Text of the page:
Up next is an album/demo reissue by a Dutch Doom/Death Metal band named after a congenital defect of the spinal cord. What the hell is that? Is someone scratching a chalkboard? Now we’ve got what sounds kind of like someone hitting a stringed instrument with drum sticks. Oh right, it’s an intro. “Witchfire” is a slow, chunky affair reminiscent of the sound of early 90s sludge metal. “Reverse,” while still a sludgy, plodding tempo, has a bit more of a groove to it. There’s some solo work about two minutes in, unfortunately it’s practically buried under the rhythm guitar. “Purest Queen” is a lumbering behemoth of layered guitars set over a half-time groove. There’s not much variation in the song, but at only 4:30, that doesn’t really become a problem. Clocking in at almost 6 minutes is the lumbering mini epic that is “individual.” With a strong groove and plenty of riff variations, both slight and drastic, it does much to keep the listener’s attention. “Aimless” milks a single heavy riff for the entire duration. It’s not necessarily a bad song, but it’s not exactly memorable. “Gotterdammerung” is an airy number build around thick, ringing power chords. I can’t help but feel it would have benefited from the drums being a little bigger. “Verdict” has a moderately progressive arrangement that features a couple of tempo shifts. Everything flows cohesively, making it (to the ears of this reviewer) possibly the strongest track on the album. The band end things on a fast (by Doom Metal standards) note with “Die.” A good track for the most part, but the guitar sounds a little out of tune. “Outro” ends things with the reappearance of the strange theme that sounds like somebody playing a stringed instrument with drumsticks. What follows the outro are some demo tracks of “Witchfire,” “Verdict,” “Die,” and “Purest Queen.” I’m not going to bother reviewing them as they’re essentially the same as the album tracks with only some minor differences and poor production. On the whole, this is a good release which could benefit from better production. Particularly where the drums are concerned. There are songs on this album that are screaming out for a big, bottom heavy snare drum, and a sub woofing Cozy Powell-like bass drum sound.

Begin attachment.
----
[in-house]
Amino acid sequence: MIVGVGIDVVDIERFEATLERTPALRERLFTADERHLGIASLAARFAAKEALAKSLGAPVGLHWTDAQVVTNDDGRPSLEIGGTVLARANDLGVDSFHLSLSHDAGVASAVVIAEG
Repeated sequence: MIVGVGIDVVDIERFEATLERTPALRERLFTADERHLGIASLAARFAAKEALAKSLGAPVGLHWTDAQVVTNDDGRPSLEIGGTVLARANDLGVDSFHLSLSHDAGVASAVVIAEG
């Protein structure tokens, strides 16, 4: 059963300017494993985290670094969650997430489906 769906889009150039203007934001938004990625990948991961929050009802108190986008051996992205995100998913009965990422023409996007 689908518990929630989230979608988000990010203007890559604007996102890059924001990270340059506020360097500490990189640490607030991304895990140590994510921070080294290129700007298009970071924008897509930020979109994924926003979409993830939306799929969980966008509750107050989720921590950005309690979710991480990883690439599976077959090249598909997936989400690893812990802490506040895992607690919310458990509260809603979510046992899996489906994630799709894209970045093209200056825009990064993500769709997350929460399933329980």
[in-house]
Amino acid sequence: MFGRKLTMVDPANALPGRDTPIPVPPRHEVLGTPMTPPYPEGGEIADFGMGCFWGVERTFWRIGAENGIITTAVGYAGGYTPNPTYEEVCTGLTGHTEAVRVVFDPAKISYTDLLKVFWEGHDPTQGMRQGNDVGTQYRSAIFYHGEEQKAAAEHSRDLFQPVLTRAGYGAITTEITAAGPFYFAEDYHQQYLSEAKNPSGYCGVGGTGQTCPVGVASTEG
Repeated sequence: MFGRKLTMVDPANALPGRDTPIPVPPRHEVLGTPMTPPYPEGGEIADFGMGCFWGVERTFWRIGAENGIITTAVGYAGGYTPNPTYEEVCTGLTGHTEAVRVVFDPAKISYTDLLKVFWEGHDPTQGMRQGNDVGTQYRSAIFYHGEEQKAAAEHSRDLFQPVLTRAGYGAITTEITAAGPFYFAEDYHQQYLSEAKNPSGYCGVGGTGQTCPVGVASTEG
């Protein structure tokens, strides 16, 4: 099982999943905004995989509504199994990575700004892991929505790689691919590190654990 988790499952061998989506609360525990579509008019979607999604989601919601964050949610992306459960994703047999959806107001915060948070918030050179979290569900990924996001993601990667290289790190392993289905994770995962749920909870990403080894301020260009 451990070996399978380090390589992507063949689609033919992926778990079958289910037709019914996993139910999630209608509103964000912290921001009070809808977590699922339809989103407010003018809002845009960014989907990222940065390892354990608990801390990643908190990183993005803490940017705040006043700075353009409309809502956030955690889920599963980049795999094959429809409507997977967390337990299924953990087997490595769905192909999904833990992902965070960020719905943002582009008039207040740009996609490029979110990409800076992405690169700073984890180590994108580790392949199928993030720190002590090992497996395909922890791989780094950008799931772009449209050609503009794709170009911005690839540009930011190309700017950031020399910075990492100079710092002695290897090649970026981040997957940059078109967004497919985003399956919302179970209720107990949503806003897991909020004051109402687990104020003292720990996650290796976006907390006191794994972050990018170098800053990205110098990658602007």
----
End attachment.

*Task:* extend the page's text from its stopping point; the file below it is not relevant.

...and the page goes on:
Key songs: Verdict, Die, Individual